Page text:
If you’ve been paying attention to news coming out of Utah’s county jails and the Legislature these past several days, you know how important a free press is to our corner of the world.
I understand the way things work when it comes to Utahns’, and Americans’, attention spans and regard for News We Need to Know: It’s a lot more fun arguing about who got snubbed at the Grammys and what piggish male won’t be showing his face at the Oscars than it is learning about jail standards and estimated construction costs of the new state prison.
I like fluffy, escapist news, too. But I try to balance it with meatier information.
So, if you’re still reading and haven’t moved on to look for the latest news about Tom Brady, Tom Hanks or other tomfoolery, here’s my plea: Take a look at my scribbles, then find a newspaper – like this one – and read its coverage of what you find below. Yes, it may alarm you, but at least you’ll know what our public officials are attempting, or have already done, to hide, deflect or obscure regarding subjects that are important to all of us.
Now, about those jail standards: The S-E’s Mark Shenefelt, a reporter with skills like few others I’ve known, has for months and months been leading out on news about inmate deaths in the Beehive State’s system of county jails. The information he’s revealed has other media organizations attempting to catch up, county sheriffs are complaining about the scrutiny and, most importantly, previously “secret” information about standards for public-funded jail operations will finally be shared with – I know, it’s hard to believe – the general public.
Thank you, Mark. And thank you, Standard-Examiner.
Next, let’s talk about something the Legislature’s been up to.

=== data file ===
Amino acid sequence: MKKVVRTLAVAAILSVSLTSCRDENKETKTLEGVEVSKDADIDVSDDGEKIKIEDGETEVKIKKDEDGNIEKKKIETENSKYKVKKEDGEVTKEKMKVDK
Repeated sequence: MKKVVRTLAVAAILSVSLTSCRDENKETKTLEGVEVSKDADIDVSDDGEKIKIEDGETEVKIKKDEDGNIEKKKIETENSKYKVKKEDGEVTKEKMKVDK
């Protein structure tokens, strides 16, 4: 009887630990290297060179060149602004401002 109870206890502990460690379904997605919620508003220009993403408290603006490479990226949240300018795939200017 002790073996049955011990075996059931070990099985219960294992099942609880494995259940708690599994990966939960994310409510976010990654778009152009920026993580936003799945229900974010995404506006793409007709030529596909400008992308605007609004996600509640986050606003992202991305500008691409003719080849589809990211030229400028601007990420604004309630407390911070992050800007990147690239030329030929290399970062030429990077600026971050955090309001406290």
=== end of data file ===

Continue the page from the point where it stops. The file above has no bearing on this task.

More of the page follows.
Remember a few years ago when it was decided to relocate the state prison? The primary arguments in favor of the move were: The current prison complex in Draper sits on land that’s become too valuable to waste as a correction facility, and the obsolete buildings need to be rebuilt. Besides, the lawmakers said in early 2015, it would cost only $500 million to build a new 4,000-bed prison – and that’s money we’ll recoup, they promised, from selling/developing the soon-to-be-empty real estate.
Then the new prison’s estimated price tag increased to $550 million, and not long afterward to $650 million. Now it’s been reported – and confirmed by state employees and even sheepish lawmakers, the original estimate for that planed 4,000-bed prison was actually closer to $800 million.
That’s right: Those original numbers of $500 million to $650 million for 4,000 beds were – to use the euphemism most popularly substituted for the word “lie” – a wee bit optimistic.
Quick, a show of hands as to how many of you are surprised the new prison will cost more than originally projected?
Just as I suspected: No one raised a hand.
The story now being told by lawmakers is that the actual bids for construction haven’t yet been submitted, so let’s not worry until we have something to worry about. As if the bids will miraculously come in lower than expected. The only thing lower is the number of beds lawmakers now claim will be necessary; that’s one way to trim the price, temporarily. The truth is, more beds will be needed, and soon, since Utah’s population isn’t shrinking.
At this point, I must admit, the only thing I’m curious about is shame. Do those who told such fanciful tales of anticipated prison-construction costs feel any shame? I wonder whether we’ve passed into a post-shame universe when it comes to politicians and what they do. The idea of feeling, let alone expressing, shame in the nation’s capital is a relic of the past. Will our state lawmakers behave similarly in this situation?
“Listen, we sold you a bill of goods,” I suspect they might be thinking, if not saying. “Grow up. This is politics, not Sunday School.”
Maybe I’m wrong. I hope my cynicism is misplaced. I hope they apologize.
But I’ll bet they won’t. I predict they’ll make more excuses.
I’ll tell you what: If they apologize, I will too – for expecting too little.
You can mail Don at firstname.lastname@example.org and follow him on Twitter @DonPondorter.